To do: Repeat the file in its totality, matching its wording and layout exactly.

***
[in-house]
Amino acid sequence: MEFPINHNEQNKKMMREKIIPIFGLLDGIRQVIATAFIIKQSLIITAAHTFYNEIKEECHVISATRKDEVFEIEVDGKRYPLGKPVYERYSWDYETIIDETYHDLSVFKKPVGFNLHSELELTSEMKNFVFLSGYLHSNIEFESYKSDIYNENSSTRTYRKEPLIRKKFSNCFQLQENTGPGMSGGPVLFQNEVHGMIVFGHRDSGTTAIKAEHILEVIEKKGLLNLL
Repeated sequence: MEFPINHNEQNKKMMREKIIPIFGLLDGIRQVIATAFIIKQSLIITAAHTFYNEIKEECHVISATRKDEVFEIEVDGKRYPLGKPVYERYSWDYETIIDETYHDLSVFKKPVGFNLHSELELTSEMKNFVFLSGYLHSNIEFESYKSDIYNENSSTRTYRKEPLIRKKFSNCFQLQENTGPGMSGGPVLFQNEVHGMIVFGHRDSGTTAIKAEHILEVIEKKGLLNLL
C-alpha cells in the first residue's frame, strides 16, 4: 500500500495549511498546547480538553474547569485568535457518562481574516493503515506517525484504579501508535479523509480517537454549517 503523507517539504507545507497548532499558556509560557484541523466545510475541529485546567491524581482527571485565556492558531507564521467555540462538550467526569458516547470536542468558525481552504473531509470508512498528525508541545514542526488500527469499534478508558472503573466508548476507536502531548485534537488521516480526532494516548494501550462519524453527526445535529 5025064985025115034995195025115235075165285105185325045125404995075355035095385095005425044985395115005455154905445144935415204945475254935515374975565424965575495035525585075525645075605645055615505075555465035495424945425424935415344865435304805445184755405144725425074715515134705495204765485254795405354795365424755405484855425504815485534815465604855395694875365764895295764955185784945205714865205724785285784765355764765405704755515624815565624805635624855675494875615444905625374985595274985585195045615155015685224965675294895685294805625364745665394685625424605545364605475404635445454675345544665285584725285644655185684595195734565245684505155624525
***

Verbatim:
[in-house]
Amino acid sequence: MEFPINHNEQNKKMMREKIIPIFGLLDGIRQVIATAFIIKQSLIITAAHTFYNEIKEECHVISATRKDEVFEIEVDGKRYPLGKPVYERYSWDYETIIDETYHDLSVFKKPVGFNLHSELELTSEMKNFVFLSGYLHSNIEFESYKSDIYNENSSTRTYRKEPLIRKKFSNCFQLQENTGPGMSGGPVLFQNEVHGMIVFGHRDSGTTAIKAEHILEVIEKKGLLNLL
Repeated sequence: MEFPINHNEQNKKMMREKIIPIFGLLDGIRQVIATAFIIKQSLIITAAHTFYNEIKEECHVISATRKDEVFEIEVDGKRYPLGKPVYERYSWDYETIIDETYHDLSVFKKPVGFNLHSELELTSEMKNFVFLSGYLHSNIEFESYKSDIYNENSSTRTYRKEPLIRKKFSNCFQLQENTGPGMSGGPVLFQNEVHGMIVFGHRDSGTTAIKAEHILEVIEKKGLLNLL
C-alpha cells in the first residue's frame, strides 16, 4: 500500500495549511498546547480538553474547569485568535457518562481574516493503515506517525484504579501508535479523509480517537454549517 503523507517539504507545507497548532499558556509560557484541523466545510475541529485546567491524581482527571485565556492558531507564521467555540462538550467526569458516547470536542468558525481552504473531509470508512498528525508541545514542526488500527469499534478508558472503573466508548476507536502531548485534537488521516480526532494516548494501550462519524453527526445535529 5025064985025115034995195025115235075165285105185325045125404995075355035095385095005425044985395115005455154905445144935415204945475254935515374975565424965575495035525585075525645075605645055615505075555465035495424945425424935415344865435304805445184755405144725425074715515134705495204765485254795405354795365424755405484855425504815485534815465604855395694875365764895295764955185784945205714865205724785285784765355764765405704755515624815565624805635624855675494875615444905625374985595274985585195045615155015685224965675294895685294805625364745665394685625424605545364605475404635445454675345544665285584725285644655185684595195734565245684505155624525